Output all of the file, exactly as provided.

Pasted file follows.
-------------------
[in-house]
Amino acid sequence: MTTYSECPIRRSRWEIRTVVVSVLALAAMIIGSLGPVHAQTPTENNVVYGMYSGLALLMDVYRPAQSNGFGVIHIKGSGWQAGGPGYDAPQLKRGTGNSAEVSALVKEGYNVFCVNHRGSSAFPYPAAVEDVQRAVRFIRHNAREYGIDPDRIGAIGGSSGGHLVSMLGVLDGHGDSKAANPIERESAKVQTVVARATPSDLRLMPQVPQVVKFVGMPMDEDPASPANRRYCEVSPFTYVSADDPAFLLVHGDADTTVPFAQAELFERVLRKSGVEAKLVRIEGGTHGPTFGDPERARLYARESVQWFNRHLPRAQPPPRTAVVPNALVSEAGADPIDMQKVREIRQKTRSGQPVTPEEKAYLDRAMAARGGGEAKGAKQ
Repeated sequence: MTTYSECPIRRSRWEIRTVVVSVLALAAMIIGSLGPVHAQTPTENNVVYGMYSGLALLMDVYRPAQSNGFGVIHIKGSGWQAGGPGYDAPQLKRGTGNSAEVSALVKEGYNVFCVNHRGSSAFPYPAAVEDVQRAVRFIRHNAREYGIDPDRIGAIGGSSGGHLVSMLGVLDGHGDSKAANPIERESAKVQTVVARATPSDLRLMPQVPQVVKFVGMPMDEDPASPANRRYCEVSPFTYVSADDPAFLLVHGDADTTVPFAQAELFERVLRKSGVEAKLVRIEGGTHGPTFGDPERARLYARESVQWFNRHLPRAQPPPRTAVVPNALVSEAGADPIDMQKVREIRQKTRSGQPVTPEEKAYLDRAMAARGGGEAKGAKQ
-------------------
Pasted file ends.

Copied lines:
[in-house]
Amino acid sequence: MTTYSECPIRRSRWEIRTVVVSVLALAAMIIGSLGPVHAQTPTENNVVYGMYSGLALLMDVYRPAQSNGFGVIHIKGSGWQAGGPGYDAPQLKRGTGNSAEVSALVKEGYNVFCVNHRGSSAFPYPAAVEDVQRAVRFIRHNAREYGIDPDRIGAIGGSSGGHLVSMLGVLDGHGDSKAANPIERESAKVQTVVARATPSDLRLMPQVPQVVKFVGMPMDEDPASPANRRYCEVSPFTYVSADDPAFLLVHGDADTTVPFAQAELFERVLRKSGVEAKLVRIEGGTHGPTFGDPERARLYARESVQWFNRHLPRAQPPPRTAVVPNALVSEAGADPIDMQKVREIRQKTRSGQPVTPEEKAYLDRAMAARGGGEAKGAKQ
Repeated sequence: MTTYSECPIRRSRWEIRTVVVSVLALAAMIIGSLGPVHAQTPTENNVVYGMYSGLALLMDVYRPAQSNGFGVIHIKGSGWQAGGPGYDAPQLKRGTGNSAEVSALVKEGYNVFCVNHRGSSAFPYPAAVEDVQRAVRFIRHNAREYGIDPDRIGAIGGSSGGHLVSMLGVLDGHGDSKAANPIERESAKVQTVVARATPSDLRLMPQVPQVVKFVGMPMDEDPASPANRRYCEVSPFTYVSADDPAFLLVHGDADTTVPFAQAELFERVLRKSGVEAKLVRIEGGTHGPTFGDPERARLYARESVQWFNRHLPRAQPPPRTAVVPNALVSEAGADPIDMQKVREIRQKTRSGQPVTPEEKAYLDRAMAARGGGEAKGAKQ